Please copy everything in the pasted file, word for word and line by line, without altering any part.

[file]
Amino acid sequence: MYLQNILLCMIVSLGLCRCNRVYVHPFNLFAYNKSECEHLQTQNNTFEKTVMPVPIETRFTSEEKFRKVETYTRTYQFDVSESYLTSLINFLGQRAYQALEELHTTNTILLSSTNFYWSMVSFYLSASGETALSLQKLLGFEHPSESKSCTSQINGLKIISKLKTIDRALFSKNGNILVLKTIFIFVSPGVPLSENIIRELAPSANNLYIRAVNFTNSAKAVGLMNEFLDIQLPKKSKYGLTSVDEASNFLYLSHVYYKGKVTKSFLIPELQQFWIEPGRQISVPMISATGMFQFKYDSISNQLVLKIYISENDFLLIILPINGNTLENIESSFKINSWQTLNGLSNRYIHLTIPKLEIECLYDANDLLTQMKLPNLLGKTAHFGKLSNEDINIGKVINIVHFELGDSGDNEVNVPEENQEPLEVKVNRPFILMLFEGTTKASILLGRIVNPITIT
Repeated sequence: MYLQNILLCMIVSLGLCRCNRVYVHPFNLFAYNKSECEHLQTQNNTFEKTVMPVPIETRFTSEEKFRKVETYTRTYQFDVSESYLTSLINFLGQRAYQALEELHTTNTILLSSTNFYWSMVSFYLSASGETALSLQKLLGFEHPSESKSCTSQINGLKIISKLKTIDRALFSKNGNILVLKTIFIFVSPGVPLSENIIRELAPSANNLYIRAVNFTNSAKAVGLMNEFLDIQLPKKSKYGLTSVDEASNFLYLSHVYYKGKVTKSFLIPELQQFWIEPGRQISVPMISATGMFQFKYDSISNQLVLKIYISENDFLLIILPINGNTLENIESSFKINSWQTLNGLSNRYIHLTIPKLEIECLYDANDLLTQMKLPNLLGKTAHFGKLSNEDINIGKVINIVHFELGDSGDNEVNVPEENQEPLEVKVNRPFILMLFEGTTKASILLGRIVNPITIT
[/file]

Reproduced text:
Amino acid sequence: MYLQNILLCMIVSLGLCRCNRVYVHPFNLFAYNKSECEHLQTQNNTFEKTVMPVPIETRFTSEEKFRKVETYTRTYQFDVSESYLTSLINFLGQRAYQALEELHTTNTILLSSTNFYWSMVSFYLSASGETALSLQKLLGFEHPSESKSCTSQINGLKIISKLKTIDRALFSKNGNILVLKTIFIFVSPGVPLSENIIRELAPSANNLYIRAVNFTNSAKAVGLMNEFLDIQLPKKSKYGLTSVDEASNFLYLSHVYYKGKVTKSFLIPELQQFWIEPGRQISVPMISATGMFQFKYDSISNQLVLKIYISENDFLLIILPINGNTLENIESSFKINSWQTLNGLSNRYIHLTIPKLEIECLYDANDLLTQMKLPNLLGKTAHFGKLSNEDINIGKVINIVHFELGDSGDNEVNVPEENQEPLEVKVNRPFILMLFEGTTKASILLGRIVNPITIT
Repeated sequence: MYLQNILLCMIVSLGLCRCNRVYVHPFNLFAYNKSECEHLQTQNNTFEKTVMPVPIETRFTSEEKFRKVETYTRTYQFDVSESYLTSLINFLGQRAYQALEELHTTNTILLSSTNFYWSMVSFYLSASGETALSLQKLLGFEHPSESKSCTSQINGLKIISKLKTIDRALFSKNGNILVLKTIFIFVSPGVPLSENIIRELAPSANNLYIRAVNFTNSAKAVGLMNEFLDIQLPKKSKYGLTSVDEASNFLYLSHVYYKGKVTKSFLIPELQQFWIEPGRQISVPMISATGMFQFKYDSISNQLVLKIYISENDFLLIILPINGNTLENIESSFKINSWQTLNGLSNRYIHLTIPKLEIECLYDANDLLTQMKLPNLLGKTAHFGKLSNEDINIGKVINIVHFELGDSGDNEVNVPEENQEPLEVKVNRPFILMLFEGTTKASILLGRIVNPITIT